Feature Story

Automakers and Suppliers Find More than Lower Labor Costs in Mexico

Mexican vehicle production capacity expected to more than double in this decade

Mexican auto assembly capacity is projected to more than double in size between 2010 and 2020. The major reason for this rapid growth is the infusion of $13.3 billion in investment to move 3.3 million units of vehicle capacity from Japan, Germany, and S. Korea to Mexico—and not the movement of U.S. and Canadian capacity.

A new CAR report, titled The Growing Role of Mexico in the North American Automotive Industry - Trends, Drivers and Forecasts, highlights North American vehicle production trends, and demonstrates that while automakers and suppliers are attracted by Mexico’s low labor rates, there are many other factors behind Mexico’s growing role in the North American automotive industry.

With easy access to both the Atlantic and Pacific oceans, Mexico’s access to global automotive markets has been a powerful tool in attracting automotive investment, as have the country’s free trade agreements with 40 countries that account for 47 percent of the world’s automotive market. Mexico has cemented its place as the prime automotive export base within the NAFTA region; no other country in the world possesses an equivalent tariff-free automotive export environment. Mexico avoided $1.2 billion in tariffs on their vehicle and part exports to their trading partners in 2014.

Mexico’s free trade position provides a significant competitive edge to attract automotive investment that the United States and Canada do not have. In fact, Mexico has won 9 of the 11 North American vehicle assembly plant commitments that have been announced since 2011. In order to compete with Mexico and to achieve the same levels of costs, the Detroit automakers have also announced several major new investments in the Mexican automotive sector—including one of the nine new assembly plants and several expansions and reinvestments in existing assembly, engine, transmission, and stamping facilities.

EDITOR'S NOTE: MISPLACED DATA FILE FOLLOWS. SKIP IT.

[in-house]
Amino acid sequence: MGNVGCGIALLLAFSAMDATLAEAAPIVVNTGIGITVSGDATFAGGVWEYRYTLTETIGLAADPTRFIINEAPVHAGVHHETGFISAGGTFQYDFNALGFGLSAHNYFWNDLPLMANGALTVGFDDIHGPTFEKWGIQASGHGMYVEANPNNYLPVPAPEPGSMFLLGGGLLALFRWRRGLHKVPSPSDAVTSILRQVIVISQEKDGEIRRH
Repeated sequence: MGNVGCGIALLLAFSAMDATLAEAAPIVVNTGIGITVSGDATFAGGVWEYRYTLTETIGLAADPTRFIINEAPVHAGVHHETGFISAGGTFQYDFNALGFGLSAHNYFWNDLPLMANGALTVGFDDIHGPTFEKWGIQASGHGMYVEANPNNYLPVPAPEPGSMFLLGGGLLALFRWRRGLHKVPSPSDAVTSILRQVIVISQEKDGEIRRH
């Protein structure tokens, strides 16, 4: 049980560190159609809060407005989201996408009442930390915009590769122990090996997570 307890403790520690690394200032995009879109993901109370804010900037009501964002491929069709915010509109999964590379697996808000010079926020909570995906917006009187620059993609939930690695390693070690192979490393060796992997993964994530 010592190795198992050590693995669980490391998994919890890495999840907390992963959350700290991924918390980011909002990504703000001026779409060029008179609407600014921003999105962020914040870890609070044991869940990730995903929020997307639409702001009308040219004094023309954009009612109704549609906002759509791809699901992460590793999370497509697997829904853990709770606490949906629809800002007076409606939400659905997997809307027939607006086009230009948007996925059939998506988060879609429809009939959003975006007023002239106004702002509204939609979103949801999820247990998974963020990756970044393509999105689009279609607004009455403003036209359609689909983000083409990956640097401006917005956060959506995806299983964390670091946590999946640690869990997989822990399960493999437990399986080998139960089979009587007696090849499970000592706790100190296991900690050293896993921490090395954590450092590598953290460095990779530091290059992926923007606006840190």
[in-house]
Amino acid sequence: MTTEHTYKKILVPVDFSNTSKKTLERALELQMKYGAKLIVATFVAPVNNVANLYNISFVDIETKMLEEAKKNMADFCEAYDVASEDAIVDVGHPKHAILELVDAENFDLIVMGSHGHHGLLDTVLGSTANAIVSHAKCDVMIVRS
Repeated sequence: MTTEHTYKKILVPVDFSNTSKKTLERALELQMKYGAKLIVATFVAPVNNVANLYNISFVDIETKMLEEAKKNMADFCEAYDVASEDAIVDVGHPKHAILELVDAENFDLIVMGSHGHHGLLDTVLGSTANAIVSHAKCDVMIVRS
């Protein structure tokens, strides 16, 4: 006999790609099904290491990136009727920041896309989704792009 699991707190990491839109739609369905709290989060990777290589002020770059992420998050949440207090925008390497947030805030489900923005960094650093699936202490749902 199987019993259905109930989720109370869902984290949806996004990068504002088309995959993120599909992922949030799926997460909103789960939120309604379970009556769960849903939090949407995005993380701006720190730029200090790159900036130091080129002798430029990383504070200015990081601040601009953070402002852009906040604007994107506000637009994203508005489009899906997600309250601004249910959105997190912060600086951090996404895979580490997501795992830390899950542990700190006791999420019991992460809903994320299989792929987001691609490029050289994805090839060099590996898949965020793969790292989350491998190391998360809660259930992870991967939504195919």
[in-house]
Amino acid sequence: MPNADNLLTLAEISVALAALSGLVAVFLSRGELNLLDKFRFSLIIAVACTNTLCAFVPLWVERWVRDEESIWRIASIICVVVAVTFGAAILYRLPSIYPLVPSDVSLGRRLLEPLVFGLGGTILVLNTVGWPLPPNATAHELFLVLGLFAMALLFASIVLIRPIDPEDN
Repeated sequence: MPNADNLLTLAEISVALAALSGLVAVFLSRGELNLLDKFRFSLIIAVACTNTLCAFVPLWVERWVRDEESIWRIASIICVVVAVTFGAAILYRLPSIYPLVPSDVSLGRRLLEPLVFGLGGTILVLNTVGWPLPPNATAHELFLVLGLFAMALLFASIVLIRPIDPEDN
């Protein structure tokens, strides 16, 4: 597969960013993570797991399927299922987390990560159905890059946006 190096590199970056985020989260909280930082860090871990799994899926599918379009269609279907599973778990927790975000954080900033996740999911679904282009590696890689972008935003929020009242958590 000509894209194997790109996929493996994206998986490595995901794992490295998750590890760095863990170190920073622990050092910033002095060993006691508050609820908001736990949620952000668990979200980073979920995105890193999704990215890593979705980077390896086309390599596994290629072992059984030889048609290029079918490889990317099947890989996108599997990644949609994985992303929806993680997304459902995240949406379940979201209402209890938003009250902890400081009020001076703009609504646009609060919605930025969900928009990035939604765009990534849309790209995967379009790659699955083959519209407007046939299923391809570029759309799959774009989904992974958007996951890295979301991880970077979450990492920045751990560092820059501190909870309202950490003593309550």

Just over 80 percent of the 3.2 million vehicles Mexico produced in 2014 were exported to other countries. Mexico’s automotive exports can be good news for automotive supplier jobs in the United States. Due to well-integrated North American supply chains, vehicles produced in Mexico may be comprised of up to 40 percent U.S. content. U.S. exports of parts and components to Mexico more than doubled between 2005 and 2014 to a level of $18.4 billion, while Mexico exported $39.9 billion in automotive parts to the United States. According to Dave Andrea, CAR’s Executive Vice President of Research, “Assembly capacity growth is expected to slow while powertrain and sub-tier supplier capacities are expected to continue to grow close to their customer base.” The CAR report compiles forecasts that show Mexican automotive production will level out beginning in 2020, and details the constraints on the Mexican industry’s growth including: energy availability/reliability, material capacity, port capacity, and logistics.

Automotive suppliers may see Mexico as a nearly inevitable location for their next North American facility based on their customers’ location decisions, not every operation is optimally suited for the country. CAR’s analysis of trends, drivers, and patterns behind the growth of the automotive industry in Mexico will inform various stakeholders of what these developments mean for them. It is important also to recognize there can also be substantial employment costs of free trade if the increase in production capacity in lower-cost countries outpaces market growth. “The growth of the automotive industry in Mexico carries different implications for different stakeholders in the automotive value chain” says Bernard Swiecki, Senior Automotive Analyst and Director, Automotive Communities Program. “Economic developers often see Mexico as a competitive threat, fearing the loss of potential new investments and worrying about their community’s existing automotive endowment slowly shifting south of the border.” 

The full report can be downloaded HERE.


Join the CAR Mailing List

Keep up to date with CAR’s latest research, events and news.